• Woodruff K.
      • Hanning R.
      • McGoldrick
      The influence of physical and social contexts of eating on lunch-time food intake among Southern Ontario, Canada, middle school students.
      • Jones A.C.
      • Hammond D.
      • Reid J.L.
      • Leatherdale S.T.
      Where should we eat? Lunch source and dietary measures among youth during the school week.
      • Tugault-Lafleur C.N.
      • Black J.L.
      • Barr S.I.
      Lunch-time food source is associated with school hour and school day dietary quality.
      • Velazquez C.E.
      • Black J.L.
      • Billette J.-M.
      • Ahmadi N.
      • Chapman G.E.
      A comparison of dietary practices at or en route to school between elementary and secondary school students in Vancouver, Canada.
      Jones and colleagues reported that eating lunch off campus was associated with more frequent consumption of sugar-sweetened beverages and eating a lunch from home was associated with more frequent intakes of vegetables and fruit in a regional sample of Canadian adolescents.
      • Jones A.C.
      • Hammond D.
      • Reid J.L.
      • Leatherdale S.T.
      Where should we eat? Lunch source and dietary measures among youth during the school week.
      Woodruff and colleagues reported higher lunchtime amounts of meat products and junk foods among adolescents eating off campus compared with their peers who consumed lunch at school or home.
      • Woodruff K.
      • Hanning R.
      • McGoldrick
      The influence of physical and social contexts of eating on lunch-time food intake among Southern Ontario, Canada, middle school students.
      Based on national data from the 2004 CCHS, another study reported that Canadian youth aged 9 to 17 years who brought lunch foods from home had, overall, a slightly more desirable average nutrient intake profile during school hours compared with their peers who ate off campus.
      • Tugault-Lafleur C.N.
      • Black J.L.
      • Barr S.I.
      Lunch-time food source is associated with school hour and school day dietary quality.
      The CCHS 2015—Nutrition includes for the first time a contextual variable identifying where meals were consumed, providing an opportunity to explore associations between lunchtime eating locations and dietary intakes in a large sample of Canadian children.
      Canada does not have a national school lunch program, but the 2019 Canadian federal budget plan announced an “intention to work with provinces and territories towards the creation of a National School Food Program.”
      Government of Canada
      Budget Plan 2019 - Chapter 4: Delivering Real Change.
      This study provides timely evidence on children’s dietary practices that can serve as a baseline benchmark to inform future school-based policies and interventions in Canada. The objectives of this study were therefore to (1) assess the dietary contributions of lunch foods to total 24-hour intakes of a comprehensive range of foods groups and nutrients among Canadian children aged 6 to 17 years and (2) compare lunchtime energy, food group, and nutrient intakes on school days by eating location (school, home, and off-campus locations).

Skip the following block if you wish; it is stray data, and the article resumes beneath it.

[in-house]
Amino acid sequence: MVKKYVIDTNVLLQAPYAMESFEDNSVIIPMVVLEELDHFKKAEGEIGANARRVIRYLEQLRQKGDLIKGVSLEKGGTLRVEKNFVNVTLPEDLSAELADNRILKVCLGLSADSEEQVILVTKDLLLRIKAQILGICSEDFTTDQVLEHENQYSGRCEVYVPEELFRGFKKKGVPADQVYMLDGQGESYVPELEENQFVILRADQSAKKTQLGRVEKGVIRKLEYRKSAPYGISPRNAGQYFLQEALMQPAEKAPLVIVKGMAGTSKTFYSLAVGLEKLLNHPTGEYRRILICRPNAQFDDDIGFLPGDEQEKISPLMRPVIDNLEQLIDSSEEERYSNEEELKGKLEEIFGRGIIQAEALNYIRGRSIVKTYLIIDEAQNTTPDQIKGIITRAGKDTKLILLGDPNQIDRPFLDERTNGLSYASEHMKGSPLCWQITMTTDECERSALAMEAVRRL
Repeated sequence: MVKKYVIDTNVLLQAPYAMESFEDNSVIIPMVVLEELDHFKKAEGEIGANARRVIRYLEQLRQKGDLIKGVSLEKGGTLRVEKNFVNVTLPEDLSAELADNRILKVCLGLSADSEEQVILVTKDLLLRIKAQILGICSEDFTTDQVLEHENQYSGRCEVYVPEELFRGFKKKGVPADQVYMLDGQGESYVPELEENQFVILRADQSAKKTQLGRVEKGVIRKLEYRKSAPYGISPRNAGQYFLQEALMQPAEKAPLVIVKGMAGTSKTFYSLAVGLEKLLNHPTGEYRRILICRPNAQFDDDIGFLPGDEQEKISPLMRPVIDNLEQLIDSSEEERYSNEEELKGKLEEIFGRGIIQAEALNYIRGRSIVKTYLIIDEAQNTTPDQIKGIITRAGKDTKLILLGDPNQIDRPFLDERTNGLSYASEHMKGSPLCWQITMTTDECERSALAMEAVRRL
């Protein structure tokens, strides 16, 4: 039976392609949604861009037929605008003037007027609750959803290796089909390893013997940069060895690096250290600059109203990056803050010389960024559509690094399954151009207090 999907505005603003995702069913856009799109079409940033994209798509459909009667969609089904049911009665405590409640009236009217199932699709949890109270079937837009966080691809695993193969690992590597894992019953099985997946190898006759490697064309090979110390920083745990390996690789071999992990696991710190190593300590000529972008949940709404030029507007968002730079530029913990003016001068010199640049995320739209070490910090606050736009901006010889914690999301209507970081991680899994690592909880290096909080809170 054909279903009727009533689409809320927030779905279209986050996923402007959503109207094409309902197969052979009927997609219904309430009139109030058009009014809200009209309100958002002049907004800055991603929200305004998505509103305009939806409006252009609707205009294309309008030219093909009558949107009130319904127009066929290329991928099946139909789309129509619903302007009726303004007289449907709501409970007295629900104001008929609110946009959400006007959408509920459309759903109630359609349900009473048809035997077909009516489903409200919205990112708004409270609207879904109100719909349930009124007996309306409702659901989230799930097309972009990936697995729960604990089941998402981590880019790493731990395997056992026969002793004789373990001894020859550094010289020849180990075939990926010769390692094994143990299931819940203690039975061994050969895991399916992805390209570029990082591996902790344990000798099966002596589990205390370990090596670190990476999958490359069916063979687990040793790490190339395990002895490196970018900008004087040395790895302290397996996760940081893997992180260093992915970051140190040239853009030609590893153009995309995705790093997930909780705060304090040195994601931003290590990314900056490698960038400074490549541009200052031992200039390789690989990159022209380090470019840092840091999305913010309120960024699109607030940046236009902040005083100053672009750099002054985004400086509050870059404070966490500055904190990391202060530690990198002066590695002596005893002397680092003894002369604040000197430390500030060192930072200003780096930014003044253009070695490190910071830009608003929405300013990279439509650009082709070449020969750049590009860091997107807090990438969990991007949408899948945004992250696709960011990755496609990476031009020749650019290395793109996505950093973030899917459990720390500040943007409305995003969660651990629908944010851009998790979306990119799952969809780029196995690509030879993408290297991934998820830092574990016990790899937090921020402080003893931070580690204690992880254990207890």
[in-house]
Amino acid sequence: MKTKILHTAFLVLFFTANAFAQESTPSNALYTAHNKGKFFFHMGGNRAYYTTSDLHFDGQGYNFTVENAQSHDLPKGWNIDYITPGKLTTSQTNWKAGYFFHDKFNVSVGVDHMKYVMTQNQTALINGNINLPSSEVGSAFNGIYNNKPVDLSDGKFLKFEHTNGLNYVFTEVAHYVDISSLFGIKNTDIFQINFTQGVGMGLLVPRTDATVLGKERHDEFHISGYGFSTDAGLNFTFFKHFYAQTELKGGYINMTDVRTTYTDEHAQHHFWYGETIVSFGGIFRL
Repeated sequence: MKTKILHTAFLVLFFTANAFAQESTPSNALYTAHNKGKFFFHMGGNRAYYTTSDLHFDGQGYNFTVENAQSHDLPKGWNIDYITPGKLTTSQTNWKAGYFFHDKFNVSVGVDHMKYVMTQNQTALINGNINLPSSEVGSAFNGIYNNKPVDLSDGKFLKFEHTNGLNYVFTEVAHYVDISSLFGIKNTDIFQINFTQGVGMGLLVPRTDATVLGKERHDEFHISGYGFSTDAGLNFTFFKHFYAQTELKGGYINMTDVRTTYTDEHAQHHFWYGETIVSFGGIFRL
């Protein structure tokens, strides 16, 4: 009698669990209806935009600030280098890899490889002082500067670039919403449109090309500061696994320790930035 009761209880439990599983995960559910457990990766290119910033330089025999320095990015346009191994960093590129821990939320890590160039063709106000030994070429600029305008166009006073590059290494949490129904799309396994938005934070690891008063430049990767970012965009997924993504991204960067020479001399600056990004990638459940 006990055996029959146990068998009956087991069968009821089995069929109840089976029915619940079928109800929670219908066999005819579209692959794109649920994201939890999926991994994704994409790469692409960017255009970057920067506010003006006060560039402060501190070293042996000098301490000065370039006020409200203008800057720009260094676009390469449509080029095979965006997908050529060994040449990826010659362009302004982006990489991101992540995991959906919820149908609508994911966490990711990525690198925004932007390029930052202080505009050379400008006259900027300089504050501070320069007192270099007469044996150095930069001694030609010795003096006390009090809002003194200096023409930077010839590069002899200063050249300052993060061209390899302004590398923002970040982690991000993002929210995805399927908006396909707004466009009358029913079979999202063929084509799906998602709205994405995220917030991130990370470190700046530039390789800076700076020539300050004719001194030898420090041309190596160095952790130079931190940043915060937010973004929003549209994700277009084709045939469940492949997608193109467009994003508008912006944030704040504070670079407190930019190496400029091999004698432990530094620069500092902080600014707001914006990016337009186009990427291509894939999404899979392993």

Materials and Methods

      Data Source

      Data were obtained from the 2015 CCHS—Nutrition, the most recent national dietary survey targeting Canadians aged 1 year and older living in private dwellings in Canada’s 10 provinces.
      Health Canada
      Reference Guide to Understanding and Using the Data—2015 Canadian Community Health Survey (Nutrition).
      The CCHS 2015 used a multistage stratified cluster sampling design to obtain a sample that was nationally representative for age, sex, geography, and socioeconomic status (n=20,487; response rate 61.6%).
      Health Canada
      Reference Guide to Understanding and Using the Data—2015 Canadian Community Health Survey (Nutrition).
      A computer-assisted 24-hour recall method applied a modification of the automated multiple pass method to obtain detailed information on foods consumed from midnight to midnight on the previous day including the time the food was consumed, the eating occasion (eg, breakfast, lunch), and a detailed description of the amounts of the reported foods.
      Statistics Canada
      2015 Canadian Community Health Survey (Nutrition) Derived Variables Specifications.
      Interviews for children aged 6 to 11 years were conducted with parental assistance (that is, both the child and caregiver participated in the interview) and respondents aged 12 years and above answered on their own. All respondents completed a 24-hour recall in person with a trained interviewer, and a random subset of subjects (approximately 35% of the total sample) completed a second 24-hour dietary recall by telephone 3 to 10 days later.
      Health Canada
      Reference Guide to Understanding and Using the Data—2015 Canadian Community Health Survey (Nutrition).
      This study used the first interviewer-administered 24-hour recall because the mean of 1-day intakes is an acceptable estimate of the mean “usual,” or long-term daily average, intake of a population when it is properly estimated—that is, when the days of the week and seasons of the year are adequately represented,